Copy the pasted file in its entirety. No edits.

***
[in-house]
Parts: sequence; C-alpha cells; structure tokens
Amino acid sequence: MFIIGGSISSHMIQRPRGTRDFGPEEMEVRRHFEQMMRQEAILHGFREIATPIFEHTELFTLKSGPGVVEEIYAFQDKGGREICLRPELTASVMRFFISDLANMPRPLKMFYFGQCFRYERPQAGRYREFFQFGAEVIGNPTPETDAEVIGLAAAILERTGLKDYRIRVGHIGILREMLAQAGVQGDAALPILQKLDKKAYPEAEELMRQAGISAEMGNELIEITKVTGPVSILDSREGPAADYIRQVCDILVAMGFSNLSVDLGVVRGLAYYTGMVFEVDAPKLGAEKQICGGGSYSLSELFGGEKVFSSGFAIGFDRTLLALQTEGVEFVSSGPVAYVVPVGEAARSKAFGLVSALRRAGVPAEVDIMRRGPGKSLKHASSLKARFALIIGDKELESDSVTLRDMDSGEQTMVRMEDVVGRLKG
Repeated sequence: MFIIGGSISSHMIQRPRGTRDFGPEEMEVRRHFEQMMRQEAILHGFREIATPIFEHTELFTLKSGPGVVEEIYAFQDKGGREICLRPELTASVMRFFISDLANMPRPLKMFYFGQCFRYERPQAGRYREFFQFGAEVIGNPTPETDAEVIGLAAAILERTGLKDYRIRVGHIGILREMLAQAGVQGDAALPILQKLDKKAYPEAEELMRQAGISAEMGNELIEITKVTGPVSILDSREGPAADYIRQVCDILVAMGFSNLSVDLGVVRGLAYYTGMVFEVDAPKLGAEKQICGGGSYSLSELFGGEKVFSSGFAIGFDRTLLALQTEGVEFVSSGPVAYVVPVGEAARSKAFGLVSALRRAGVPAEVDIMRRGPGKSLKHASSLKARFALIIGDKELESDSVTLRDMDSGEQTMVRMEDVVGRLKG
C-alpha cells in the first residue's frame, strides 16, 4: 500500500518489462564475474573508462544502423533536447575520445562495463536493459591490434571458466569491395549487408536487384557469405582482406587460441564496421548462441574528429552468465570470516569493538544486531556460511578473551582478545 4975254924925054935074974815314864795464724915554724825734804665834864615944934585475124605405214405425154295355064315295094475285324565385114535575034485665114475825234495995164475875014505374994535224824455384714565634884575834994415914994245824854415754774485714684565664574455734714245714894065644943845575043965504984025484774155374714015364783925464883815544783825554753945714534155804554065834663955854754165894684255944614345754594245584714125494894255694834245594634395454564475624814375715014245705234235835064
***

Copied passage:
[in-house]
Parts: sequence; C-alpha cells; structure tokens
Amino acid sequence: MFIIGGSISSHMIQRPRGTRDFGPEEMEVRRHFEQMMRQEAILHGFREIATPIFEHTELFTLKSGPGVVEEIYAFQDKGGREICLRPELTASVMRFFISDLANMPRPLKMFYFGQCFRYERPQAGRYREFFQFGAEVIGNPTPETDAEVIGLAAAILERTGLKDYRIRVGHIGILREMLAQAGVQGDAALPILQKLDKKAYPEAEELMRQAGISAEMGNELIEITKVTGPVSILDSREGPAADYIRQVCDILVAMGFSNLSVDLGVVRGLAYYTGMVFEVDAPKLGAEKQICGGGSYSLSELFGGEKVFSSGFAIGFDRTLLALQTEGVEFVSSGPVAYVVPVGEAARSKAFGLVSALRRAGVPAEVDIMRRGPGKSLKHASSLKARFALIIGDKELESDSVTLRDMDSGEQTMVRMEDVVGRLKG
Repeated sequence: MFIIGGSISSHMIQRPRGTRDFGPEEMEVRRHFEQMMRQEAILHGFREIATPIFEHTELFTLKSGPGVVEEIYAFQDKGGREICLRPELTASVMRFFISDLANMPRPLKMFYFGQCFRYERPQAGRYREFFQFGAEVIGNPTPETDAEVIGLAAAILERTGLKDYRIRVGHIGILREMLAQAGVQGDAALPILQKLDKKAYPEAEELMRQAGISAEMGNELIEITKVTGPVSILDSREGPAADYIRQVCDILVAMGFSNLSVDLGVVRGLAYYTGMVFEVDAPKLGAEKQICGGGSYSLSELFGGEKVFSSGFAIGFDRTLLALQTEGVEFVSSGPVAYVVPVGEAARSKAFGLVSALRRAGVPAEVDIMRRGPGKSLKHASSLKARFALIIGDKELESDSVTLRDMDSGEQTMVRMEDVVGRLKG
C-alpha cells in the first residue's frame, strides 16, 4: 500500500518489462564475474573508462544502423533536447575520445562495463536493459591490434571458466569491395549487408536487384557469405582482406587460441564496421548462441574528429552468465570470516569493538544486531556460511578473551582478545 4975254924925054935074974815314864795464724915554724825734804665834864615944934585475124605405214405425154295355064315295094475285324565385114535575034485665114475825234495995164475875014505374994535224824455384714565634884575834994415914994245824854415754774485714684565664574455734714245714894065644943845575043965504984025484774155374714015364783925464883815544783825554753945714534155804554065834663955854754165894684255944614345754594245584714125494894255694834245594634395454564475624814375715014245705234235835064